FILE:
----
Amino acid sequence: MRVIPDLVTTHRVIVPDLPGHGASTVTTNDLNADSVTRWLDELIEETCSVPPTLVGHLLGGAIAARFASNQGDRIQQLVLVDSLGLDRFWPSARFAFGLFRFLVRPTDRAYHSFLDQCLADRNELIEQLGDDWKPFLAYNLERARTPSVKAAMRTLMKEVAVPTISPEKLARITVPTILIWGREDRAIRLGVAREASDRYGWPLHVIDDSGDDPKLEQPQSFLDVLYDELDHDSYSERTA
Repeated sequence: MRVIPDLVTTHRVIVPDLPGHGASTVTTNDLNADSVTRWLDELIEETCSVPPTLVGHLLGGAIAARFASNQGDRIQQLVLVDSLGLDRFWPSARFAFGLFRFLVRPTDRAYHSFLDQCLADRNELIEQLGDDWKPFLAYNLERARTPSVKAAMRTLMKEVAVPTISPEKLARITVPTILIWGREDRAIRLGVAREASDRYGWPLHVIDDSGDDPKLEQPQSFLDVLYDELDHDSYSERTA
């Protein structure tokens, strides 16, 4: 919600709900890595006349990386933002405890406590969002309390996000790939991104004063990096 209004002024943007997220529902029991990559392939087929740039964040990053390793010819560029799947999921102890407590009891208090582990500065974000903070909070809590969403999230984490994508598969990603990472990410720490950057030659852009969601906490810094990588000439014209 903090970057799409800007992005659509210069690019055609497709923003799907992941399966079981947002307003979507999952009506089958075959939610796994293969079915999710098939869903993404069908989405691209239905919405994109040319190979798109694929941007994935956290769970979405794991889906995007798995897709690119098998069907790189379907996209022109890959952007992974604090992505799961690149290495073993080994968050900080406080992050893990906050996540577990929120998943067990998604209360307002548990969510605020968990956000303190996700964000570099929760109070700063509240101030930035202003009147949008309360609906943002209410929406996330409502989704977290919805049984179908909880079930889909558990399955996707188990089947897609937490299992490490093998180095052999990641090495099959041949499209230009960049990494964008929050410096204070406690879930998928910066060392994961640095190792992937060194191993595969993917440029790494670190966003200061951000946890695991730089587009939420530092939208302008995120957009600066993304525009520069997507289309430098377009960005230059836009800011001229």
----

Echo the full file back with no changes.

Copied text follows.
Amino acid sequence: MRVIPDLVTTHRVIVPDLPGHGASTVTTNDLNADSVTRWLDELIEETCSVPPTLVGHLLGGAIAARFASNQGDRIQQLVLVDSLGLDRFWPSARFAFGLFRFLVRPTDRAYHSFLDQCLADRNELIEQLGDDWKPFLAYNLERARTPSVKAAMRTLMKEVAVPTISPEKLARITVPTILIWGREDRAIRLGVAREASDRYGWPLHVIDDSGDDPKLEQPQSFLDVLYDELDHDSYSERTA
Repeated sequence: MRVIPDLVTTHRVIVPDLPGHGASTVTTNDLNADSVTRWLDELIEETCSVPPTLVGHLLGGAIAARFASNQGDRIQQLVLVDSLGLDRFWPSARFAFGLFRFLVRPTDRAYHSFLDQCLADRNELIEQLGDDWKPFLAYNLERARTPSVKAAMRTLMKEVAVPTISPEKLARITVPTILIWGREDRAIRLGVAREASDRYGWPLHVIDDSGDDPKLEQPQSFLDVLYDELDHDSYSERTA
């Protein structure tokens, strides 16, 4: 919600709900890595006349990386933002405890406590969002309390996000790939991104004063990096 209004002024943007997220529902029991990559392939087929740039964040990053390793010819560029799947999921102890407590009891208090582990500065974000903070909070809590969403999230984490994508598969990603990472990410720490950057030659852009969601906490810094990588000439014209 903090970057799409800007992005659509210069690019055609497709923003799907992941399966079981947002307003979507999952009506089958075959939610796994293969079915999710098939869903993404069908989405691209239905919405994109040319190979798109694929941007994935956290769970979405794991889906995007798995897709690119098998069907790189379907996209022109890959952007992974604090992505799961690149290495073993080994968050900080406080992050893990906050996540577990929120998943067990998604209360307002548990969510605020968990956000303190996700964000570099929760109070700063509240101030930035202003009147949008309360609906943002209410929406996330409502989704977290919805049984179908909880079930889909558990399955996707188990089947897609937490299992490490093998180095052999990641090495099959041949499209230009960049990494964008929050410096204070406690879930998928910066060392994961640095190792992937060194191993595969993917440029790494670190966003200061951000946890695991730089587009939420530092939208302008995120957009600066993304525009520069997507289309430098377009960005230059836009800011001229």